The Episcopal Church of Saint Mary, 43 Foreside Road, Falmouth, Maine 04105 / 207-781-3366

The Greater Honor

  • January 24, 2016
  • 08:00 AM

Sermon for January 24, 2016 (Epiphany 3, Year C)

Offered by Nathan Ferrell at The Episcopal Church of Saint Mary

Texts:             1 Corinthians 12:12-31; Psalm 19; Luke 4:14-21

Title:               The Greater Honor

My sisters and brothers: I am a big fan of the Holy Spirit!

I mean it: I love the Holy Spirit and I love to feel the Spirit’s power and presence.

It has often been said that the Holy Spirit is the forgotten Person of the Godhead.

Perhaps there is some validity to that. We speak quite often of the Creator and of the Savior, but not very often of the Holy Spirit who is at work in the world and in the church even today.

Well, in our readings this morning, there is no way to miss or overlook the presence and the power of the Holy Spirit.

In Luke, we discover our Lord filled and empowered by the Spirit.

“Then Jesus, filled with the power of the Holy Spirit, returned to Galilee…And he found the place where it was written: ‘The Spirit of the Lord is upon me’” (Luke 4:14,17-18).

In Paul’s letter, we discover that we ourselves are filled and empowered by the Spirit! “For in the one Spirit we were all baptized into one body … and we were all made to drink of one Spirit” (1 Corinthians 12:13).

Do you think it is possible for you and me to believe with confidence that we are actually and really filled and empowered by the Holy Spirit in the same way that our Lord Jesus was?

That’s a bold claim, but it grows right out of Paul’s teaching to the young Church in Corinth.

It seems that these Corinthian disciples really struggled with pride and vanity and comparative ranking among themselves.

Over and over again, Paul is knocking down those who think too highly of themselves, while also building up the more lowly and commonplace disciples.

In this great teaching about the Body of Christ, Paul is at it again.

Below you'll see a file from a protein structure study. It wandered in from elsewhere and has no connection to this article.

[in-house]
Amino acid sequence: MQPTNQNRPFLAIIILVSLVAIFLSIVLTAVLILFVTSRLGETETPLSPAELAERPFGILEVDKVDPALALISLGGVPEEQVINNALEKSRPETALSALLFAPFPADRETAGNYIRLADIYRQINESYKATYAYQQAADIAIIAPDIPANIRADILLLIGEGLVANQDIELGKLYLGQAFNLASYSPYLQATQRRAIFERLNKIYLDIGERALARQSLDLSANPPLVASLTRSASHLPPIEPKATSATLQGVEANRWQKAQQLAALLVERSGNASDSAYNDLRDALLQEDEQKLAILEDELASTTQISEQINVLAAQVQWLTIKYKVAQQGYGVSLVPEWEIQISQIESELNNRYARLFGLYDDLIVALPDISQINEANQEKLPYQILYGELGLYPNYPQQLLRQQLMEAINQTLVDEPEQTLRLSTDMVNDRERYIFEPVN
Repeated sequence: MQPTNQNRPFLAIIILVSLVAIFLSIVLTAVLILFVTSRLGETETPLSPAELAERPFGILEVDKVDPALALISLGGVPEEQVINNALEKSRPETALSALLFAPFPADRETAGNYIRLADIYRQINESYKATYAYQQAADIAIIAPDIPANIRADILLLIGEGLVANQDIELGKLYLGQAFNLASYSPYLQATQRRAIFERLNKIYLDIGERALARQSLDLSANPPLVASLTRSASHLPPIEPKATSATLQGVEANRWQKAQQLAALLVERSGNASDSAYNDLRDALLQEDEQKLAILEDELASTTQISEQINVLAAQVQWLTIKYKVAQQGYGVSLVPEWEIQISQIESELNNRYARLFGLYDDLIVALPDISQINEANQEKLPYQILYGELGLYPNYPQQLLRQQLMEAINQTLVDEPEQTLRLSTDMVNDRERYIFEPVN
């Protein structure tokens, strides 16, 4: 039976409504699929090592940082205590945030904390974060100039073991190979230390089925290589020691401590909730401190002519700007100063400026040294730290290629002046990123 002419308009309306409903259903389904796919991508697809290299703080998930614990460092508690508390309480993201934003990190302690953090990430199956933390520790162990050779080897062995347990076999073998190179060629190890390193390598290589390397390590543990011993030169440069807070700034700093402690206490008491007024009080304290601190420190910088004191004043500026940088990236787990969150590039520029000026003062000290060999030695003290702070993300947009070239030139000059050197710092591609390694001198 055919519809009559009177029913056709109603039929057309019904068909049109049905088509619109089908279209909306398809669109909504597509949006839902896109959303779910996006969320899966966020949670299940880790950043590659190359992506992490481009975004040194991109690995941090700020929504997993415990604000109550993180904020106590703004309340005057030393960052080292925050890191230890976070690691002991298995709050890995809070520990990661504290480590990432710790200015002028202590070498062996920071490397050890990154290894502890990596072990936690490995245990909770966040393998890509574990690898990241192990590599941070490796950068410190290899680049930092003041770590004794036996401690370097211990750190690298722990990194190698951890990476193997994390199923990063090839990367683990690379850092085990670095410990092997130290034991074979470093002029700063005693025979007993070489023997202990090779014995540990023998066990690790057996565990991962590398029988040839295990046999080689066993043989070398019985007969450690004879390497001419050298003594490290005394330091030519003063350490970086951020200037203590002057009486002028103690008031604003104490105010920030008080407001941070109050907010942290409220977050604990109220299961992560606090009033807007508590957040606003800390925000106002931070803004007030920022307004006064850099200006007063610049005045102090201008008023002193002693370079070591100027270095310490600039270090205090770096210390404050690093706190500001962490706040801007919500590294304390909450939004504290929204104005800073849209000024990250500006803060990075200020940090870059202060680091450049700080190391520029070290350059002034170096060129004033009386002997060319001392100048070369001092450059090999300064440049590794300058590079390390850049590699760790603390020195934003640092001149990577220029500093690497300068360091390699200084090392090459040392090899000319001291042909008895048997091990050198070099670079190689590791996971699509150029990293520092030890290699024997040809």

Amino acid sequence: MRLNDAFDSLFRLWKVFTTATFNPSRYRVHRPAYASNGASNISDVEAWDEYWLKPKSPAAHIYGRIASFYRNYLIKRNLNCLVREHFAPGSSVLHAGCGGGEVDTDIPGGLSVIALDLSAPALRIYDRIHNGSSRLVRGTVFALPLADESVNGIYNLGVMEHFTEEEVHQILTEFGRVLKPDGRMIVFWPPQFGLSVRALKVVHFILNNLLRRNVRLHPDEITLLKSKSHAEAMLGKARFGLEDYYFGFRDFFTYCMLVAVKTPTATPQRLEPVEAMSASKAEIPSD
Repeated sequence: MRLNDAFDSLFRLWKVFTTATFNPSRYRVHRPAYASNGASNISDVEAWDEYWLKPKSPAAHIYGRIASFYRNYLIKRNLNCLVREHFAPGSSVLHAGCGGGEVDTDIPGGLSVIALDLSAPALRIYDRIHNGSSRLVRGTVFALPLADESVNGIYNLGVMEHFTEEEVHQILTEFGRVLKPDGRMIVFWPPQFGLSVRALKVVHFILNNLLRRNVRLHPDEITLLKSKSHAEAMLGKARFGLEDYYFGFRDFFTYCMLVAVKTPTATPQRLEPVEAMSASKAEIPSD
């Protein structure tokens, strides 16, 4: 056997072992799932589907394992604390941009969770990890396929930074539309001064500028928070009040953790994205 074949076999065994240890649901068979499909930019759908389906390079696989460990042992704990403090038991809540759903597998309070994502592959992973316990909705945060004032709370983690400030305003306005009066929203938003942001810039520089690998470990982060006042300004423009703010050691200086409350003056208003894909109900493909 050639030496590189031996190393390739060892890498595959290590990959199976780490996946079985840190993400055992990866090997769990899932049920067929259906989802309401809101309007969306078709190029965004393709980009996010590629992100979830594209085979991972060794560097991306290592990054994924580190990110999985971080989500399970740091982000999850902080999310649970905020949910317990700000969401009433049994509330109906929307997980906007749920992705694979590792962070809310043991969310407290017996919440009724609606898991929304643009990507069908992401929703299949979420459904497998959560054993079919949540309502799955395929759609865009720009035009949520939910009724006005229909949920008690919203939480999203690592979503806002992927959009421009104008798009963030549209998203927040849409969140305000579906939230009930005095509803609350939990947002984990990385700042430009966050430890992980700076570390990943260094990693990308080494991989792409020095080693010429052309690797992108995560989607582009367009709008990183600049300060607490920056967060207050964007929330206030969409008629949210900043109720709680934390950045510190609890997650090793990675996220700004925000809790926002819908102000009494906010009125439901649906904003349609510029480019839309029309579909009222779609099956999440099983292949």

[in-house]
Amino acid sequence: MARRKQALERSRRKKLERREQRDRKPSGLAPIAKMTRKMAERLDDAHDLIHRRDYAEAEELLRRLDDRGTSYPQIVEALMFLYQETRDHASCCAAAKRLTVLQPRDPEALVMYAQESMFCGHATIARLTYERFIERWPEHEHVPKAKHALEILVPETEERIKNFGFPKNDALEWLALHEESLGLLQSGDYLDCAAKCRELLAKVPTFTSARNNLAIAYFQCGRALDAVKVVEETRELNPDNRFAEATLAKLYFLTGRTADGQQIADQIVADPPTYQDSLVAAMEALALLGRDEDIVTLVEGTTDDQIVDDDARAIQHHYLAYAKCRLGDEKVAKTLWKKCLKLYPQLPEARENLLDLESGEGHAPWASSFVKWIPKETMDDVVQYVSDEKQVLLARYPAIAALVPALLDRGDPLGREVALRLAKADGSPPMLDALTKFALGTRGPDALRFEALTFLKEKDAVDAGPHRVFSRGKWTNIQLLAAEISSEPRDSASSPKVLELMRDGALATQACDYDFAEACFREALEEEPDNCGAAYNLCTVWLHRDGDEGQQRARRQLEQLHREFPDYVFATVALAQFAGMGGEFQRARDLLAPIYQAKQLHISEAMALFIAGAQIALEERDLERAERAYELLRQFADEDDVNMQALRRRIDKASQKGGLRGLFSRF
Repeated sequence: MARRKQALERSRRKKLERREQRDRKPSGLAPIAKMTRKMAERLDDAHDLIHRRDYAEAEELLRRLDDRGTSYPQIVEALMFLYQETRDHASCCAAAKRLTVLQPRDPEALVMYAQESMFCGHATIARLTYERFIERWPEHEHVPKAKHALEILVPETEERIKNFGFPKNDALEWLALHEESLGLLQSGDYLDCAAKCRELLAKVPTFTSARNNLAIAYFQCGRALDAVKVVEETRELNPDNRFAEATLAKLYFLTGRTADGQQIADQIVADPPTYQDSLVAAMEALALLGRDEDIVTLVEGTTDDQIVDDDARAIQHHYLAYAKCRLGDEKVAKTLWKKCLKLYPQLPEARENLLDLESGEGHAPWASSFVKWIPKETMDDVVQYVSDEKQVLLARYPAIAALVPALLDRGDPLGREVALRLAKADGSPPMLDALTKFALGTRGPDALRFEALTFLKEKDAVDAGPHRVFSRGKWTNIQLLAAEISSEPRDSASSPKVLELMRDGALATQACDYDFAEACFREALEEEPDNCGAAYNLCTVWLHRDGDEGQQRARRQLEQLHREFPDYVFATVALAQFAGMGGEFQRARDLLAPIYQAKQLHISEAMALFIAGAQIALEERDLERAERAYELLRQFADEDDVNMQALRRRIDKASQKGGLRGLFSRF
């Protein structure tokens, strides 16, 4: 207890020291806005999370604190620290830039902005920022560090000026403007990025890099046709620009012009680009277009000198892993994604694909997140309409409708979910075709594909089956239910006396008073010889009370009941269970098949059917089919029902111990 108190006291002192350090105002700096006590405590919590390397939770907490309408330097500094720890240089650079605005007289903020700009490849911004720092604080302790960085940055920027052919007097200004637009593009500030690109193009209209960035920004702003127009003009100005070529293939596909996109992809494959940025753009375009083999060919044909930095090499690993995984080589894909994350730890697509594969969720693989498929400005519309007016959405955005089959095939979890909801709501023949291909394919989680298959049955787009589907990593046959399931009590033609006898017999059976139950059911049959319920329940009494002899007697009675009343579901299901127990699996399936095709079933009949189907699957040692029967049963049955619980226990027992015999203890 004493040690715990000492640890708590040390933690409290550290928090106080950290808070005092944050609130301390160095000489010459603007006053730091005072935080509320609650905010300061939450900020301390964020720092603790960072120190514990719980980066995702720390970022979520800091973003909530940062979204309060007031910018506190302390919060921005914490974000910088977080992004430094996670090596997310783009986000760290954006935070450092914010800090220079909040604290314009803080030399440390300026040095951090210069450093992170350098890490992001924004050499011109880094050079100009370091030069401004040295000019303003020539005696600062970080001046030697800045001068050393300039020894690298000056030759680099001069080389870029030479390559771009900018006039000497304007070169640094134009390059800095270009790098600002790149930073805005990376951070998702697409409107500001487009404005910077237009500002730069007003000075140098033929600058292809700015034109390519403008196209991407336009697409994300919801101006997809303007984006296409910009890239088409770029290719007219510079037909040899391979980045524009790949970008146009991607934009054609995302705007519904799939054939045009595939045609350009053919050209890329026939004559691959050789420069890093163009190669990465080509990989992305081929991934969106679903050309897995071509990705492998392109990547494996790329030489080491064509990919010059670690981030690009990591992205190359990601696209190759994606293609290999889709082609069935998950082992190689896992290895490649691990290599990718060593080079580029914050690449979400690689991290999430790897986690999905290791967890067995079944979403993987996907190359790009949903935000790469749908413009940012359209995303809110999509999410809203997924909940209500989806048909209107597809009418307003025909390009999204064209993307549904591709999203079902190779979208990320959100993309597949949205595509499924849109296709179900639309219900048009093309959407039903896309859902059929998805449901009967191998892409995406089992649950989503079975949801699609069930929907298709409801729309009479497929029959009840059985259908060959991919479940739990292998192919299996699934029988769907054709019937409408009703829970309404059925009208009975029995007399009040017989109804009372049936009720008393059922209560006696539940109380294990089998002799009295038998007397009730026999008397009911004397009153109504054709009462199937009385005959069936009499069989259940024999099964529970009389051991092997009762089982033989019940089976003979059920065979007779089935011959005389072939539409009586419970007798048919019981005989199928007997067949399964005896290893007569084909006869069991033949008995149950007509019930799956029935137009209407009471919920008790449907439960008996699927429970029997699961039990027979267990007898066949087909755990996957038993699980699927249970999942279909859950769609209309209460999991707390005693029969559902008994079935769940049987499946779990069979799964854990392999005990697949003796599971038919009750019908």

“The eye cannot say to the hand, ‘I have no need of you’” (1 Corinth. 12:21).

There have been far too many attempts over the ages to read into these words and interpret the proper reference for each body part.

Who are the eyes? Who are the feet? Who is the ear or the nose?

One of the most creative interpretations that I have seen stated that the apostles must, of course, be the teeth of the Body of Christ!

They are the most presentable – being easily seen by all and publicly noticeable.

And they are the ones that ensure the proper feeding of the whole body.

After all, the teeth determine what food gets in and what is kept out, and they make sure that the good food which the body needs is properly chewed and ready for digestion.

This is great imagination, but it has nothing at all to do with Paul’s actual point!

The analogy of the body was quite common in Greco-Roman circles in the first century.

However, here we find that amazing Holy Spirit speaking through Paul in the writing of this letter and turning the entire analogy around on its head!

Greek and Roman writers used the analogy of the body to mollify the lower classes, telling them that there were the feet and hands of the city or society, while the senators and the educated elite were the eyes and ears and mouth.

In their arguments, the superior classes served the most important functions within society, while the lower classes served the more basic functions. All are necessary, of course, but all need to accept their place within the social order and not seek to take the position of those above them.

This was a form of the caste system. It was classic Roman social doctrine with which the disciples in Corinth were quite familiar.

They must have been a bit shocked, however, when they first heard Paul’s letter read aloud and discovered how he used this same analogy to turn their ordinary way of thinking upside down!

Can you see how revolutionary this claim is? “God has so arranged the body, giving the greater honor to the inferior member…” (1 Corinth. 12:24).

What does it say? That GOD gives greater honor to the lower functioning members of the community?!

That is an amazing claim to make!

And do you know what is even more astounding?

That ever since this letter was written around the year 54 AD, hardly any group of believers anywhere has ever put it into practice!

If ever we needed proof to show that Western societies like America are not actually “Christian” nations at all, then here it is! Because we most certainly do not give greater honor to our inferior members.